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on 14 December 2016
I've been raving about this book to anyone who will listen and have already bought another 2 copies to send to my friends. I work in health care and have even recommended this to a few patients, something I have never done before. I can't praise this book enough!
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on 6 December 2012
Philippa Perry's 'How to Stay Sane' is a rare gem of a psychological self-help book. Full of practical insights based on sound, up-to-date theory, it is written in a straightforward, sometimes humourous, friendly style that doesn't patronise the reader. Also, importantly, it doesn't offer simple solutions to complex problems, but takes us on a realistic journey towards greater self-acceptance and mindfulness.

The signposts on this really quite deeply philosophical journey are described under the headings 'Self-Observation', 'Relating to Others', 'Stress' (I couldn't help wanting to think of this more as 'self-challenge') and 'What's the Story (Our Personal Narrative)' She provides thorough references for each chapter and ends the book with a section describing detailed exercises that enable us to `embody' the theories she has discussed. "It is one thing to know about something and another to embody it" she says and, "The point of a set of instructions that comes with a model-aeroplane kit is not to supply you with reading material, but to guide you in the practical steps you need to apply in order to build the kit." These excellent exercises, she rightly tells us, are not for reading but for doing. Based as they are on sound principles they are well worth the investment of time.

As a now retired psychotherapist I can honestly say I wish this book had been available to recommend to clients while I was still employed. I especially liked it that Philippa Perry quotes Peter Lomas ("Hold your beliefs lightly") and also that she communicates to us that the most meaningful changes will come about when we stop trying to be who we are not and simply become more mindful of who we are. I do recommend it, it's a great little book!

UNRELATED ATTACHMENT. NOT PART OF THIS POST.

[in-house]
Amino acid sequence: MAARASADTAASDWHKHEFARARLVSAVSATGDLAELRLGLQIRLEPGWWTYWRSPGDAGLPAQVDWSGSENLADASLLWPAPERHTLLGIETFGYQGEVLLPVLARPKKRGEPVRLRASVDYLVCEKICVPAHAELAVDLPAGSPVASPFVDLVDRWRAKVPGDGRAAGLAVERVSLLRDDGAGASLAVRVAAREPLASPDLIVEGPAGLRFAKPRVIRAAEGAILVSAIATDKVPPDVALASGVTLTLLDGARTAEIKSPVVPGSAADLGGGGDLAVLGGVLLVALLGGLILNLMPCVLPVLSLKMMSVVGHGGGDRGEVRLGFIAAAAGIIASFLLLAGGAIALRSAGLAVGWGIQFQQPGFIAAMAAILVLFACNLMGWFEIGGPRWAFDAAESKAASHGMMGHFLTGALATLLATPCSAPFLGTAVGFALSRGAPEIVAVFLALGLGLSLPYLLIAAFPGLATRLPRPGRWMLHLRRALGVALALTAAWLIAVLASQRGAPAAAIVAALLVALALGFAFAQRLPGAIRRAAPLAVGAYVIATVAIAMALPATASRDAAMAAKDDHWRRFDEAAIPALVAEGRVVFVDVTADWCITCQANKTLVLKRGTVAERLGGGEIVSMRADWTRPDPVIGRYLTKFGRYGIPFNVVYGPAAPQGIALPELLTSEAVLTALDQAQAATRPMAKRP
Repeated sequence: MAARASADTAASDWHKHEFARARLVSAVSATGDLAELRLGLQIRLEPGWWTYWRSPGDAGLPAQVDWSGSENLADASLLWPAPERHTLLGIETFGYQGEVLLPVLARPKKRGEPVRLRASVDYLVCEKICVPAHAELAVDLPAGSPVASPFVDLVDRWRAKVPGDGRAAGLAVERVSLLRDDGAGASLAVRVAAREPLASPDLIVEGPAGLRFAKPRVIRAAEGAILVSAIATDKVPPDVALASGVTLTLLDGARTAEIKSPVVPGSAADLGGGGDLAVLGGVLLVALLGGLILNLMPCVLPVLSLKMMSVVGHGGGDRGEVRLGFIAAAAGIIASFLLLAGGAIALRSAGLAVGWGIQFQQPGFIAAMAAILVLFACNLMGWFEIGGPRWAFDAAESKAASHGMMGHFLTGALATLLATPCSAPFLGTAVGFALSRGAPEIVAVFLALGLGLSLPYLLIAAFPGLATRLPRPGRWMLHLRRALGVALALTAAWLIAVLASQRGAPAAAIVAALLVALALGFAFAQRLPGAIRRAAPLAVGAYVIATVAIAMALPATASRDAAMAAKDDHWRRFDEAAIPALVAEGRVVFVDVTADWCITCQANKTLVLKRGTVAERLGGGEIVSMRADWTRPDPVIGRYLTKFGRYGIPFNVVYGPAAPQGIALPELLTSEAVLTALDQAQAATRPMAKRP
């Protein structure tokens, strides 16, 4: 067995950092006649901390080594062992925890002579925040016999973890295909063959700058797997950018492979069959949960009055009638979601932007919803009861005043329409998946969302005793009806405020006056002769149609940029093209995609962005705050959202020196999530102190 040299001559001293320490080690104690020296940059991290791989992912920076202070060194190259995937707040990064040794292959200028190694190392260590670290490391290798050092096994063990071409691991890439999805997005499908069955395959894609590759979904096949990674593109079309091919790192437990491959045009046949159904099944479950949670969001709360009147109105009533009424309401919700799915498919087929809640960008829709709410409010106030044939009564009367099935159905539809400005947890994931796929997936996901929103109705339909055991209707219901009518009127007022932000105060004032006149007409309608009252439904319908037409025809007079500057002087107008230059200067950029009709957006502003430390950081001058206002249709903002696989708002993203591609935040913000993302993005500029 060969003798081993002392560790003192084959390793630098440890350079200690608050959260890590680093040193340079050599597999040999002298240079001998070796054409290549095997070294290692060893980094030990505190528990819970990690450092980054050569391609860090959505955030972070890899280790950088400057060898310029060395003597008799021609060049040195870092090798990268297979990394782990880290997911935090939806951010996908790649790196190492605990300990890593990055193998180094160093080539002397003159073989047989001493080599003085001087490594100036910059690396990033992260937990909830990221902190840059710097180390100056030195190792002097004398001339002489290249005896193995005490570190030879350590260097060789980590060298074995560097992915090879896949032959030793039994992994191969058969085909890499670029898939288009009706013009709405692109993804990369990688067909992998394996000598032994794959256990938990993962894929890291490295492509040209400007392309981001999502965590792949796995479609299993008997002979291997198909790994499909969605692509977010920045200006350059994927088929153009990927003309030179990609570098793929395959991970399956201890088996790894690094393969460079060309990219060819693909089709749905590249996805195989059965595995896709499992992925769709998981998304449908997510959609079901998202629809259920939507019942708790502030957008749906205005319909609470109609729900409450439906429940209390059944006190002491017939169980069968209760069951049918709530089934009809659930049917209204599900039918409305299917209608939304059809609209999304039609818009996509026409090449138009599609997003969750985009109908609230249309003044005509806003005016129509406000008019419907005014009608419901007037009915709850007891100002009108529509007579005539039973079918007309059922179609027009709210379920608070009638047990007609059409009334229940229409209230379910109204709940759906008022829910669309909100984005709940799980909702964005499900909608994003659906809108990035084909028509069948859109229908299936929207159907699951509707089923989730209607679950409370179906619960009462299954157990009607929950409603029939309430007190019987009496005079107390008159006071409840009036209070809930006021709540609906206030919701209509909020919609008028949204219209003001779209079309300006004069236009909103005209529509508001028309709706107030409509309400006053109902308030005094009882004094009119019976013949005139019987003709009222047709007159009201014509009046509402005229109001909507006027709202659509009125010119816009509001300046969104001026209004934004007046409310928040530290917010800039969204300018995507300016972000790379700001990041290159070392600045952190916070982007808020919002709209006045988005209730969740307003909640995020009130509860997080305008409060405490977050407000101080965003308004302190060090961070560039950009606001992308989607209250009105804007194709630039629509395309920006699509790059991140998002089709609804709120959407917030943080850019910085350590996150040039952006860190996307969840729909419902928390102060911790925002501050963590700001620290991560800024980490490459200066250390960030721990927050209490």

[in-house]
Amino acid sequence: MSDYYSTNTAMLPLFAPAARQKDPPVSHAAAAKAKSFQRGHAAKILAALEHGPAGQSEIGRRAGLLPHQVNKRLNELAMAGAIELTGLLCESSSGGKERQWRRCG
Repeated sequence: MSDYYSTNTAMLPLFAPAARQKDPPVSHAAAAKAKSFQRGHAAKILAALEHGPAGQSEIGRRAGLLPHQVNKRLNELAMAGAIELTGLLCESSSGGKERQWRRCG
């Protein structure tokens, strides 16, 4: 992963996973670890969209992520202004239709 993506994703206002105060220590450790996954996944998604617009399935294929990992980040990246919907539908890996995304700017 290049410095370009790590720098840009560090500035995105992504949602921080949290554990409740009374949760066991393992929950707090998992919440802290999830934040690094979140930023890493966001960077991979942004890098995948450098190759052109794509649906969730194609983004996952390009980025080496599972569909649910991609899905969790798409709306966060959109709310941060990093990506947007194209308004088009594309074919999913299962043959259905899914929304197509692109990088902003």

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on 15 June 2017
Another little book with big ideas. The "School of Life" series explores the big stuff without being boring or stuffy. They seem to have found really good down-to-earth authors for these books and I'll definitely be browsing this series for more subjects that catch my eye.
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on 6 July 2017
Philippa Perry's just hits home with every sentence she writes. I just ove her calm, reassuring manner and style. Little exercises to apply what you have learned. A little life safer whenever the mental balance is at stake and whenever you feel life is getting ahead of you.
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on 13 June 2017
I love this book. Philippa Perry is witty erudite, helpful and never preachy.
A pragmatic, intelligent and clear approach for when everything else in your life is in chaos.
Highly recommended.
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on 19 January 2015
Not sure I've gained too much from this but still worth reading
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on 18 June 2012
...though it is genuinely helpful, and wonderfully free of jargon or new-age fuzzy feel-good thinking. This is a scientifically-based, clear-headed and practical approach to overcoming our weaknesses which brings real results - though of course you have to do your share of the mental work: nothing comes without effort and sustained focus. But it CAN be done, with patience, good sense, and realistic discipline. Ms. Perry is well plugged into these, and her book is permanently useful, to refer to again and again. Five stars for this much-needed breath of fresh air amongst all the perfumed pastel clouds of fantasy floating around the popular psychology genre, which so often mislead those seeking help via false promises and empirically dubious factoids. I'm always suspicious of books which try to peddle magic solutions to what are often complex, deeply-ingrained and long-standing problems. But this is the real thing. Definitely one to recommend to friends.
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on 14 October 2014
A useful short guide to living but not so keen on the suggested exercises, especially in Kindle format.
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on 12 November 2015
Great little book. Recommended for the lay person & therapists alike.
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on 3 July 2015
Very interesting little book - it manages to distill some complex theories into accessible concepts.
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